Ionospheric Plasma Bubble Zonal Drift: a Methodology Using 630 nm All-skyImaging Systems
Advances in Space Research
With the recent advances in all-sky imaging technology for nightglow emission studies, the F-region OI 630 nm emission has become an important tool for ionospheric/thermospheric coupling studies. At equatorial and low latitude regions, the all-sky imaging observations of the OI 630 nm emission show quasi north-south aligned intensity depletion bands, which are the optical signatures of large scale F-region plasma irregularities. By observing the motion of the intensity depleted bands it is possible to infer the ionospheric plasma zonal velocity of the depletion. The north-south aligned structures seen in the field of view of the all-sky imaging system corotate with the ionospheric plasma, so that by calculating the spatial displacements occurring during successive OI 630 nm emission images we can infer the ionospheric plasma drift velocity. However, the plasma bubbles have their own internal space-time dynamics leading to changes in their shape and dimensions and this may induce some errors in the calculated drift velocities. In this paper we take into account the space-time changes in the plasma bubbles in order to calculate the ionospheric plasma zonal drift velocities using the OI 630 nm nightglow emission.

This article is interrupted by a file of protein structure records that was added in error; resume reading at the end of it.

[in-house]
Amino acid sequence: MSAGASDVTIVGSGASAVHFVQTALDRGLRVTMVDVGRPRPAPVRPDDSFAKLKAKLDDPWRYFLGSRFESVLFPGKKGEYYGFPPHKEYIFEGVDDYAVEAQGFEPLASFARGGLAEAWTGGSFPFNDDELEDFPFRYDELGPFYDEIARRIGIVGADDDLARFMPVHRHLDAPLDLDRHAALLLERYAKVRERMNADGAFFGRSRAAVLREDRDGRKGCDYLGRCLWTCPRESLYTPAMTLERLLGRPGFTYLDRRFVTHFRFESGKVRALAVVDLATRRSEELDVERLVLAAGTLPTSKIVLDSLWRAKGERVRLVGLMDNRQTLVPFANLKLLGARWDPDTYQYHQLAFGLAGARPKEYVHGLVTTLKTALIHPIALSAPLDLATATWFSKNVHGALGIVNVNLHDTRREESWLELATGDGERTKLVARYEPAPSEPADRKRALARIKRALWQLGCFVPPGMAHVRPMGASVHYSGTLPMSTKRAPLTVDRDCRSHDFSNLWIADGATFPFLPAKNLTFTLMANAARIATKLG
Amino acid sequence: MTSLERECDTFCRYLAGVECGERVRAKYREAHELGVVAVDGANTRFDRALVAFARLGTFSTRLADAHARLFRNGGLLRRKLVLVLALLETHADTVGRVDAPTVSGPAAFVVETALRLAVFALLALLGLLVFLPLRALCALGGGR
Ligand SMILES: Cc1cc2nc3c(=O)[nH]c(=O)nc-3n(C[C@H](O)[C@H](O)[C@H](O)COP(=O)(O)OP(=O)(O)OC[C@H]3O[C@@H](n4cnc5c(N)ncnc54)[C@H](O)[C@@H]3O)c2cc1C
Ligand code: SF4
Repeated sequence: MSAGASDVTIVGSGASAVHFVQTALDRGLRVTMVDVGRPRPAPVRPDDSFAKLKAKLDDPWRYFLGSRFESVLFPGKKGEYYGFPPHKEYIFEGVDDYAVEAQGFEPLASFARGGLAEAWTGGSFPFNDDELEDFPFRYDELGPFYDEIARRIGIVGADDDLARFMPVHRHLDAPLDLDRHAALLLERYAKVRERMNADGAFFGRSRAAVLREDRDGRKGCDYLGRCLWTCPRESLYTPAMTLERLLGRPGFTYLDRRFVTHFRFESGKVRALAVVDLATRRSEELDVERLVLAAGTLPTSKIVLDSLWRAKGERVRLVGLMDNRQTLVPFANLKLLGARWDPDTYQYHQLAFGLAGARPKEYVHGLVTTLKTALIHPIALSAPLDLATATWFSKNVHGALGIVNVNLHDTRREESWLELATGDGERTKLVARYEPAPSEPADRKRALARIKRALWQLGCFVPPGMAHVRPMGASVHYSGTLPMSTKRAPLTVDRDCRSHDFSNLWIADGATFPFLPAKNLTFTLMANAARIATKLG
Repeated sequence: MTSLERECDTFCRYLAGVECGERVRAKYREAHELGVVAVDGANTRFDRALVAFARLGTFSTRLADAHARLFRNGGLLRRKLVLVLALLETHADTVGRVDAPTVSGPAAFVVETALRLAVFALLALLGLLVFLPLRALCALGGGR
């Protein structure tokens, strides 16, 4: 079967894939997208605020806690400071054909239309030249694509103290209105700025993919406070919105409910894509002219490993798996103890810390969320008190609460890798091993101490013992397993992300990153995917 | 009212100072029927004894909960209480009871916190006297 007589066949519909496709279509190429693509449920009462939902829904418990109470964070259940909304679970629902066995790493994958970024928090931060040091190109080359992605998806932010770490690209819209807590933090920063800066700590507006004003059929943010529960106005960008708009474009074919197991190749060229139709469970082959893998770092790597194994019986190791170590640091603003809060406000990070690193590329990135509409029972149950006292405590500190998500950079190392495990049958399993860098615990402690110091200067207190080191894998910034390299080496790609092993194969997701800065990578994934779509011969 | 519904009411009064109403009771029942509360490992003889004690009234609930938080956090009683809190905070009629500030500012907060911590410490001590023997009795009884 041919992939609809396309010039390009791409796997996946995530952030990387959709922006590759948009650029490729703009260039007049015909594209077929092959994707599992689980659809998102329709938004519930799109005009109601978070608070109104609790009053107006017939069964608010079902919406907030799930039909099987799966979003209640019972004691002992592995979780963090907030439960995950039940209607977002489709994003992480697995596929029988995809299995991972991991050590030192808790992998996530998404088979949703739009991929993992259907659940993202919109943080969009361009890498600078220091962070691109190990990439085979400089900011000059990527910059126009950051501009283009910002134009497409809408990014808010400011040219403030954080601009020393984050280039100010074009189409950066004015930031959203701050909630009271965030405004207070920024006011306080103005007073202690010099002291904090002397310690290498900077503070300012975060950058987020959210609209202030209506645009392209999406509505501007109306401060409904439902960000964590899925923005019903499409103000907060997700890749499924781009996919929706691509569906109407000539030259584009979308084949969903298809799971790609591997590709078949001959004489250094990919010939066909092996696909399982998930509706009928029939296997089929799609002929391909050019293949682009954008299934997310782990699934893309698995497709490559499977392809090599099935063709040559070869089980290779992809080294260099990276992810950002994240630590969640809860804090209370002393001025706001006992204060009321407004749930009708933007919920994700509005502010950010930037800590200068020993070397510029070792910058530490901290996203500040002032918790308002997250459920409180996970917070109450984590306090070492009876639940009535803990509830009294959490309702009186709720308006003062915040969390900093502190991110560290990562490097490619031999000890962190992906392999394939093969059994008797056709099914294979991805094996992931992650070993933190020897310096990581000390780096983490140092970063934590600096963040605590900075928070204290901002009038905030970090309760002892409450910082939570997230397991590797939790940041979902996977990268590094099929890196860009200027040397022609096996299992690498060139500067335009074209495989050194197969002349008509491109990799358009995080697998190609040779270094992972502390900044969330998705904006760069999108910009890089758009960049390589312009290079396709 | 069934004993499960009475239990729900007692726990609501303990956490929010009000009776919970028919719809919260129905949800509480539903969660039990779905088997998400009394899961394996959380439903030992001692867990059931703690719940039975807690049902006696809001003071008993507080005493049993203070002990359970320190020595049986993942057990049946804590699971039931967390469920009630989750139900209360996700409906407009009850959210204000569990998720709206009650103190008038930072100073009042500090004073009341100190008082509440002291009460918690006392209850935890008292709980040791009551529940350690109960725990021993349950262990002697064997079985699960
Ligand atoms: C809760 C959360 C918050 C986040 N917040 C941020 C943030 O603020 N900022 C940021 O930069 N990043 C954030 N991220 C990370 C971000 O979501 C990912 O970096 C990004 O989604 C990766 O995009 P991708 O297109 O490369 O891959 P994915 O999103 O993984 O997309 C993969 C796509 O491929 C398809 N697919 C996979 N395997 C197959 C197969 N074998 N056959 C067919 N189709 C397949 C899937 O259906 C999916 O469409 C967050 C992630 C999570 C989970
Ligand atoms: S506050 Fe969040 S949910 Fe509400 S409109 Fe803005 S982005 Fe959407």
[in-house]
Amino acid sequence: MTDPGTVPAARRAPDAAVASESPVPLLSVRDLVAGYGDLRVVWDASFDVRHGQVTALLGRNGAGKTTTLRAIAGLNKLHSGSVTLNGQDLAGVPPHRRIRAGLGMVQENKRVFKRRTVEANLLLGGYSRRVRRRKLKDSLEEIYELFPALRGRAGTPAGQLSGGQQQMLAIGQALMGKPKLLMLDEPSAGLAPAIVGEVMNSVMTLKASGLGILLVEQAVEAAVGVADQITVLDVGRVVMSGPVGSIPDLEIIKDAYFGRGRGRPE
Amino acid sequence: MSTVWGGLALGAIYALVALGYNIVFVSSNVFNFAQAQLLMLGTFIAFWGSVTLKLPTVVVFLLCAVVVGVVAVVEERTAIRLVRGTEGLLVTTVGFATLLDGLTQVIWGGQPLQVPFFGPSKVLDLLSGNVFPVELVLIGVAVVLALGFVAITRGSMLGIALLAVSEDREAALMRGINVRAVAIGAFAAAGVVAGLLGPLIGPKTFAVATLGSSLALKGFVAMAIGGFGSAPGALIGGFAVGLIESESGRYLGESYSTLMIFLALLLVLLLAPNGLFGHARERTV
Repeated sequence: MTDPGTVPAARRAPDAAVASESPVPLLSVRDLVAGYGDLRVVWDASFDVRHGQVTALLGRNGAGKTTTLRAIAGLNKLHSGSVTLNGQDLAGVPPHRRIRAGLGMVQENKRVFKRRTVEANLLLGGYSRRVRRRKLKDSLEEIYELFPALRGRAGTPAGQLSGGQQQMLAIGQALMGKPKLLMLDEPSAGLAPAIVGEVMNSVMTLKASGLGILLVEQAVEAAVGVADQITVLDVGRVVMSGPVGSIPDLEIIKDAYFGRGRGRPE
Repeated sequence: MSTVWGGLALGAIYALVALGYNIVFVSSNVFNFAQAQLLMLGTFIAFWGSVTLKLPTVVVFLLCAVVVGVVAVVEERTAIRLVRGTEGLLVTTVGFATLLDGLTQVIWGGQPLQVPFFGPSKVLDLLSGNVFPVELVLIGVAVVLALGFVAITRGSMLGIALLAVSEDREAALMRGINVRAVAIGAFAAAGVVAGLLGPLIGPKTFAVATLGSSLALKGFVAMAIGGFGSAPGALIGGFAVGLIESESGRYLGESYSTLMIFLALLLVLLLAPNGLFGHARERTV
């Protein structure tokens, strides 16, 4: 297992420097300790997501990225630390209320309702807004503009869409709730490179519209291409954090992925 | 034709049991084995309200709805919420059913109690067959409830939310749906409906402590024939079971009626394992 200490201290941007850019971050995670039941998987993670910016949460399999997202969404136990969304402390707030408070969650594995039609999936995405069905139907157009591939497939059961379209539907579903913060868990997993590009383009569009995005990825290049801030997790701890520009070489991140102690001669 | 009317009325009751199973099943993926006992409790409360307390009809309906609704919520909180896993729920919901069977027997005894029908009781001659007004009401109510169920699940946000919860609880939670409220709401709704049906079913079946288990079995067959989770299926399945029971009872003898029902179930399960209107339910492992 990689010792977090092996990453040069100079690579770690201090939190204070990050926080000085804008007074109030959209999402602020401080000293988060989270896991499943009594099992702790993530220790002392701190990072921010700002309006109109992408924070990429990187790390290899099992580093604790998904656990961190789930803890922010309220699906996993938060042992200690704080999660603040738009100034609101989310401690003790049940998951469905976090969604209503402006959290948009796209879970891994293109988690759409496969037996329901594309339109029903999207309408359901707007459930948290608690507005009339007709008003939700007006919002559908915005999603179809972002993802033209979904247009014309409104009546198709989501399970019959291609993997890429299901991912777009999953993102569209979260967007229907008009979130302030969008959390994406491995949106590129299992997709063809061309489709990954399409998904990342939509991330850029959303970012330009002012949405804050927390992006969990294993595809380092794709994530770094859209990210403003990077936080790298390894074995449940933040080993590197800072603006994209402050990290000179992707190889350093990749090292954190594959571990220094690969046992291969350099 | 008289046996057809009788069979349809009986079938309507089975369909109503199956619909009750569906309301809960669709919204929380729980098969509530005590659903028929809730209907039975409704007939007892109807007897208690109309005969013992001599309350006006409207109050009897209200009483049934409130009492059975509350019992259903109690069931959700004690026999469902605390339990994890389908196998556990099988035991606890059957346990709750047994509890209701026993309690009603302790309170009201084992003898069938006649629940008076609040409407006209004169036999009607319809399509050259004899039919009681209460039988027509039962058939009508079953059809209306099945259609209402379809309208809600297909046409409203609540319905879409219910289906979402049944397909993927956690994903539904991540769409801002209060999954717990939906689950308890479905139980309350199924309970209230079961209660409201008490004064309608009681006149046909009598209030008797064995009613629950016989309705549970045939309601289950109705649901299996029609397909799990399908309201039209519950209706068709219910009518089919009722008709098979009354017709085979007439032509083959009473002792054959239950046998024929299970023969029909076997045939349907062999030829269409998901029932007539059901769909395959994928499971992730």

Pimenta, A.A., P.R. Fagundes, J.A. Bittencourt, Y. Sahai, D. Gobbi, A.F. Medeiros, M.J. Taylor and H. Takahashi, Ionospheric plasma bubble zonal drift: a methodology using 630 nm all-sky imaging systems, Adv. Space Res., 27, 1219-1224, 2001.